No discussion of the threat posed to Boston by rising sea levels would be complete without a mention of the 1988 proposal by Boston urban planner Antonio DiMambro to protect the city with a flood-control structure from Deer Island to Long Island. This week's Boston Harbor Association's conference on the rising sea level did not disappoint.
Amid talk of other adaptation measures, from flood-proofing buildings to using pumps and retention ponds at Logan, those in attendance also learned about DiMambro's plan to shield the inner harbor and downtown from wicked high tides and storm surges. Under his proposal, the structure would allow navigation and normal tide flow through gates.
The challenge is dealing with normal tides that are 2.5 feet to 5 feet higher than now, plus 100-year storm surges of another 5 feet. Scientists and policy-makers at the conference were careful to emphasize that the country should take all possible steps to slow climate change by reducing greenhouse gas emissions, but that government and the private sector will also have to take steps to adapt to the effects of climate change. One Princeton architecture professor described "soft infrastructure" proposals to protect New York harbor with small artificial islands and barrier reefs that would dissipate the energy of storm surges.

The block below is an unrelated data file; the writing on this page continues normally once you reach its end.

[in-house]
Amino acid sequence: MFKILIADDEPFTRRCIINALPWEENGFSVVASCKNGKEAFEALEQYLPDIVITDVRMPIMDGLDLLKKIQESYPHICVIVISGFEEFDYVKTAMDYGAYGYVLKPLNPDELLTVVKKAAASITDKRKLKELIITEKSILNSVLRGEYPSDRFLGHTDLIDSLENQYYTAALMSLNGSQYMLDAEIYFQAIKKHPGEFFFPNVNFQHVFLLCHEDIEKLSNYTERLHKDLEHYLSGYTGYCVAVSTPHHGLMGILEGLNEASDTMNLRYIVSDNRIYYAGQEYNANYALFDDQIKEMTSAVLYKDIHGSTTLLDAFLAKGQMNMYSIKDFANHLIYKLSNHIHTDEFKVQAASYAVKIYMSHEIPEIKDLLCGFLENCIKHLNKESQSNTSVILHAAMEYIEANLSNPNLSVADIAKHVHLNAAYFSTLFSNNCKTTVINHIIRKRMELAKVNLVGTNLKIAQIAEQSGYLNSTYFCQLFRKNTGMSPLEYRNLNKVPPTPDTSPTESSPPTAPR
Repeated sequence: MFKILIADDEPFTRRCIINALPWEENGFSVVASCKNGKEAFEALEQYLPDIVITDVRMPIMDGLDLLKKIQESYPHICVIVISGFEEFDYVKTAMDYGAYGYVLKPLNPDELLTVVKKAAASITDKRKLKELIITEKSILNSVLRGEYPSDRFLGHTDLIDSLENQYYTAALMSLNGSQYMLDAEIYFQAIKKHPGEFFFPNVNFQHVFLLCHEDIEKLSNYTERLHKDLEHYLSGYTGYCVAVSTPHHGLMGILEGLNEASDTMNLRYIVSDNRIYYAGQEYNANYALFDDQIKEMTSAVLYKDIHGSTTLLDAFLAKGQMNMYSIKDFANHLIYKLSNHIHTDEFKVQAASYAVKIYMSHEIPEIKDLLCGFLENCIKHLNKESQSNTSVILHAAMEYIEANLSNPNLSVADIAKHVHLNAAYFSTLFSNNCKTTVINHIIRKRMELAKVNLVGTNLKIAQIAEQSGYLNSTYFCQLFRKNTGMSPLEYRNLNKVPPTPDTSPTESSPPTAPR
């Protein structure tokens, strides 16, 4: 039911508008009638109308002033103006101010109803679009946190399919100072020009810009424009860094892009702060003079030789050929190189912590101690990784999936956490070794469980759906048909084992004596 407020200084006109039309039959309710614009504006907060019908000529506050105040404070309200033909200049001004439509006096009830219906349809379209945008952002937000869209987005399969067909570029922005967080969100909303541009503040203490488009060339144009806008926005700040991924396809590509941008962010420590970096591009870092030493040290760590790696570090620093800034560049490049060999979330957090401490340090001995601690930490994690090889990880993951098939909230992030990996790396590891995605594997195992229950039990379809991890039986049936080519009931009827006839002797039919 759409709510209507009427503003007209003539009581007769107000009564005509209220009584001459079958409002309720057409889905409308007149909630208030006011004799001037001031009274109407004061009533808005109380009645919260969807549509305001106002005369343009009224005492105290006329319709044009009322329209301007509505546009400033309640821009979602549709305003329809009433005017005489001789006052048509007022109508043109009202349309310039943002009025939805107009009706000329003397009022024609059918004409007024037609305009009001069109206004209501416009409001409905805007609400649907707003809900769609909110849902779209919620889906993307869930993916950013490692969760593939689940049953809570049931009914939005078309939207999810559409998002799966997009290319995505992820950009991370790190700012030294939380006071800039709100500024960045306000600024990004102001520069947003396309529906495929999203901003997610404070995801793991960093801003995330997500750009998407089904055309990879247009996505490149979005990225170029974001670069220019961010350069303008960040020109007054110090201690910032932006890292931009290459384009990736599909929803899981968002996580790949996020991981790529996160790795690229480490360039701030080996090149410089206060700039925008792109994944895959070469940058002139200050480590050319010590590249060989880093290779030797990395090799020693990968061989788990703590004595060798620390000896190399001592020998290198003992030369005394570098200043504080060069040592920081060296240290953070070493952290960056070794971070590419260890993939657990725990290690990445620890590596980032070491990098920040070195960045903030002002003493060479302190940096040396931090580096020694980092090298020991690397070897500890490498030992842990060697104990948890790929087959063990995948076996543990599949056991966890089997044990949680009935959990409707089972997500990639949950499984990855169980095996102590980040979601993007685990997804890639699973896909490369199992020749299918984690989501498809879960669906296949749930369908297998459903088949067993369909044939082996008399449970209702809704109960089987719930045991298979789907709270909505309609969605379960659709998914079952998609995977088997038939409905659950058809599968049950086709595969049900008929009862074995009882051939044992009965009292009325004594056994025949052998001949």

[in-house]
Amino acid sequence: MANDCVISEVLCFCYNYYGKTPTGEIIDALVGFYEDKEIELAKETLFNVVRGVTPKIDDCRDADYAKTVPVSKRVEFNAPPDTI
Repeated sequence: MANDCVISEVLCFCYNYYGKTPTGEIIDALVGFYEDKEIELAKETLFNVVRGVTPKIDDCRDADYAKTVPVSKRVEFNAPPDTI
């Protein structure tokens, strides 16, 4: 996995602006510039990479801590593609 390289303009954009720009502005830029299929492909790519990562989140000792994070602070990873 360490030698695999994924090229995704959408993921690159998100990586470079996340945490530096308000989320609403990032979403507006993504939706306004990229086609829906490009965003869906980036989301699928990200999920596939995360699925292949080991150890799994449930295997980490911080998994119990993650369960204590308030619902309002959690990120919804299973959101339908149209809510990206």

Conference speakers displayed maps showing floods in virtually every part of the city that has been filled in since it was marshland, from Logan runways to the Back Bay and South End (this is a baseline map of Boston, and here are maps showing the results if sea levels rise increasingly dire scenarios).
One adaptive measure that architects of Partners HealthCare's new Spaulding Rehabilitation Hospital learned from Katrina: The windows of the facility in Charlestown will be key-operable so that, if an emergency knocks out air-conditioning, hospital staff can at least open the windows without smashing them, as happened in New Orleans.
The greater lesson from Katrina is that man-made flood-control structures often fail to do the job, but that did not stop participants from talking about the DiMambro plan. Maybe it's time to bring in the Dutch instead.